You couldn’t help but feel for Robert Lovell. The retired brigadier general is haunted by the failure of AFRICOM, the U.S. military’s Africa Command, to respond when Americans were under siege in Benghazi on September 11, 2012. His congressional testimony this week was somber — no faux “What difference, at this point, does it make?” indignation, no “Dude, this was two years ago” juvenilia for him.
Ambassador Christopher Stevens and the State Department’s Sean Smith were killed in the early stage of the jihadist attack. By then, the actions that would surely have saved their lives — e.g., an adult recognition that Benghazi was no place for an American diplomatic facility, or at least the responsible provision of adequate security — had already been callously forsaken. It seems unlikely AFRICOM could have gotten there in time for them on that fateful night, though that does not come close to excusing the failure to try.
Former Navy SEALs Tyrone Woods and Glen Doherty are a different story. They fought valiantly for many hours after our military learned, very early on, that the battle was raging. Unlike AFRICOM, the SEALs did not stand pat. They ran to the sound of the guns. After saving over 30 of their countrymen, they paid with their lives. The armed forces, General Lovell recalled, knew that terrorists were attacking them. Yet no one came to their aid.
Lovell bears the burden of their abandonment with a heavy heart. His moving testimony made that clear. Still, his version of events is deeply unsatisfying. Why did AFRICOM fail to respond? “Basically,” he stammered, “there was a lot of looking to the State Department.” Unfortunately, we’re told Secretary Hillary Clinton and her minions were unclear “in terms of what they would like to have.” Come again? “They didn’t come forward with stronger requests for action.”
This Foggy Bottom focus had me groping for my pocket Constitution. Sure enough, Article II was as I remembered it. Much as Hillary Clinton may desire to be the commander-in-chief of the United States armed forces, that job does not belong to the secretary of state.
It was the solemn duty of the president to come forward with not requests but commands for action. Why was AFRICOM hanging on the State Department’s preferences? Why were our troops hamstrung by what Lovell described as “deference to the Libyan people?” On the night of September 11, 2012, AFRICOM was not beholden to Mrs. Clinton or Tripoli. They answered to Barack Obama.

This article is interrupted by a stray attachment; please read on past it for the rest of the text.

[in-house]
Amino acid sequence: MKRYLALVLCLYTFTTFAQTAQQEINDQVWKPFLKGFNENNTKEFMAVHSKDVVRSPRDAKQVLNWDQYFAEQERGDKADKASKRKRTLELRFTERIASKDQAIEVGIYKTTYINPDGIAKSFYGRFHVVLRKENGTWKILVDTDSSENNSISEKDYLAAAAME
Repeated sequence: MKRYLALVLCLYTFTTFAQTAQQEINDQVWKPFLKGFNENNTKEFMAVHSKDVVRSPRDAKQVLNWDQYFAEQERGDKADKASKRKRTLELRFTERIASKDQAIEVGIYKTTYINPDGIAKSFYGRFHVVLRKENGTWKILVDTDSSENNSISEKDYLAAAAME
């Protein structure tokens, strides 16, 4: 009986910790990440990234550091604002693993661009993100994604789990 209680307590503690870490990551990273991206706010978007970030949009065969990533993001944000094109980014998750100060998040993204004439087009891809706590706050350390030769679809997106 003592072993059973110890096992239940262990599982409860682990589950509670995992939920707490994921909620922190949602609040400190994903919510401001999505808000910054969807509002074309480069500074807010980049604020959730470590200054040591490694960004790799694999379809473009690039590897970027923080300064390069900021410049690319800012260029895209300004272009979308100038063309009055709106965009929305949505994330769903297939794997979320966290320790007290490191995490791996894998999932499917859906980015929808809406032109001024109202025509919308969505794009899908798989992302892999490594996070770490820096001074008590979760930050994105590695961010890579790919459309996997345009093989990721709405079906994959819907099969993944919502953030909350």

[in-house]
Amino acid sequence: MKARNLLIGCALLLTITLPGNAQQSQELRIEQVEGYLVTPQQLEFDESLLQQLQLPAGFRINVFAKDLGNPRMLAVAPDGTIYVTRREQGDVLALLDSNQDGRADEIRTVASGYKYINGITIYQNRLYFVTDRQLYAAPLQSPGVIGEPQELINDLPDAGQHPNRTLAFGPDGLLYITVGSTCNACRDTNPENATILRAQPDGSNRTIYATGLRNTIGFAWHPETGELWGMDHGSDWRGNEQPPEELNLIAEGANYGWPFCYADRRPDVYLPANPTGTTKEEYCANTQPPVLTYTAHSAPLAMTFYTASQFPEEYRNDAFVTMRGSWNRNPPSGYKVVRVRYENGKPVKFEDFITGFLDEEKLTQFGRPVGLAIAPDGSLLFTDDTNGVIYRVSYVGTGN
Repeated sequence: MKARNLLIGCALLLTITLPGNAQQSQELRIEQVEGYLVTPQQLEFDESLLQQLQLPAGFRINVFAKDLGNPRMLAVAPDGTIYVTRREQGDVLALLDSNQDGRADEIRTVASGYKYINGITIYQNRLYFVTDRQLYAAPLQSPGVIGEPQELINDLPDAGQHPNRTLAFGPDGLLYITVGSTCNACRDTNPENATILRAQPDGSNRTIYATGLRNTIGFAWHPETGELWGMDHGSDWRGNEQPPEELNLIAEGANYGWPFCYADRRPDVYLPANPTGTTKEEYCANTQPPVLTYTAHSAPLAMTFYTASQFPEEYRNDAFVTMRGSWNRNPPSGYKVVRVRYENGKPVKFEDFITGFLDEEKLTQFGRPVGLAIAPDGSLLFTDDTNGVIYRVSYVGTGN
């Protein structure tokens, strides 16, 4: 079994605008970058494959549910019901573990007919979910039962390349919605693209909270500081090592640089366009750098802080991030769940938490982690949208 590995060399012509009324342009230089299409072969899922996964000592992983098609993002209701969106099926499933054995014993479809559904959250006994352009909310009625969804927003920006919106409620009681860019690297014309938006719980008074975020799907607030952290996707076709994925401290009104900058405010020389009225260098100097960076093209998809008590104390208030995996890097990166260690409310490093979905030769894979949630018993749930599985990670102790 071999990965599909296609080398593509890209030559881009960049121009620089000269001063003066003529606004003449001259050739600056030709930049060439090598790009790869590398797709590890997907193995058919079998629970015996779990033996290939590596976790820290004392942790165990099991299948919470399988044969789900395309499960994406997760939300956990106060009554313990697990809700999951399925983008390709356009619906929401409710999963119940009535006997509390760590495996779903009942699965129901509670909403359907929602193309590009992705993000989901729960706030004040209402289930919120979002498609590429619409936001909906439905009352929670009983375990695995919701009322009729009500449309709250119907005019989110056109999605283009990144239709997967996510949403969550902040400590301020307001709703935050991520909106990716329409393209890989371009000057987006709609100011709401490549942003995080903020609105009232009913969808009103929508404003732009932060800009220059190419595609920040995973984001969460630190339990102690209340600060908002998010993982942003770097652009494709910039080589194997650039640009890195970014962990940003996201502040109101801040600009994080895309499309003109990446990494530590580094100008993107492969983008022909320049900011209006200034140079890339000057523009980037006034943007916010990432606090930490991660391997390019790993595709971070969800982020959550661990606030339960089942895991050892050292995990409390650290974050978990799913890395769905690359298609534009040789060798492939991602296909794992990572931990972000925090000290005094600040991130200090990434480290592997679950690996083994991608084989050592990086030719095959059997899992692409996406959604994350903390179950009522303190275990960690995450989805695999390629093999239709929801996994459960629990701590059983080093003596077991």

Of course, no one can answer to a commander-in-chief who abdicates his command, a commander-in-chief who is AWOL.
A commander-in-chief does not get to vote “present.” Over 19 months have elapsed since terrorists savagely attacked the United States in Benghazi. Yet we are still waiting, ever waiting, for an account of where the president was, what he was doing, and what if any directives he gave during the hours and hours during which Americans were being tormented and killed.
If the president’s name were Bush or Reagan, we would long ago have had a minute-by-minute accounting of his every move. And if the incident involved some faraway American warrior’s slaying of a jihadist emir, we would long ago have had a Situation Room photo depicting Obama as maestro . . . with an accompanying soundtrack of classified leaks portraying his courage while others were under fire.
Benghazi, however, is a catastrophe wrought by Obama’s pro-Islamist policies, one that puts the lie to his oft-repeated claim to have “decimated” al-Qaeda. So with Benghazi we get the stonewall, a barricade his praetorian media have been only too happy to fortify.
We know that less than a day after Ty Woods and Glen Doherty were martyred protecting Americans out of a sense of duty, the commander-in-chief in whom that duty is actually reposed was at a Las Vegas fundraiser, insouciantly repeating his campaign line: “A day after 9/11, we are reminded that a new tower rises above the New York skyline, but al-Qaeda is on the path to defeat and bin Laden is dead.”
Only hours before in Cairo, al-Qaeda operatives empowered by the president’s pro-Islamist policies had rioted outside our embassy, replacing the Stars and Stripes with their jihadist black flag and chanting, “Obama, Obama, there are still a million Osamas!” Even fewer hours before, in Benghazi, the United States was dealt a humiliating defeat by the very jihadists Obama was still risibly claiming to have quelled. Yet for those hours, we to this day have no accounting of Barack Obama’s whereabouts and activities.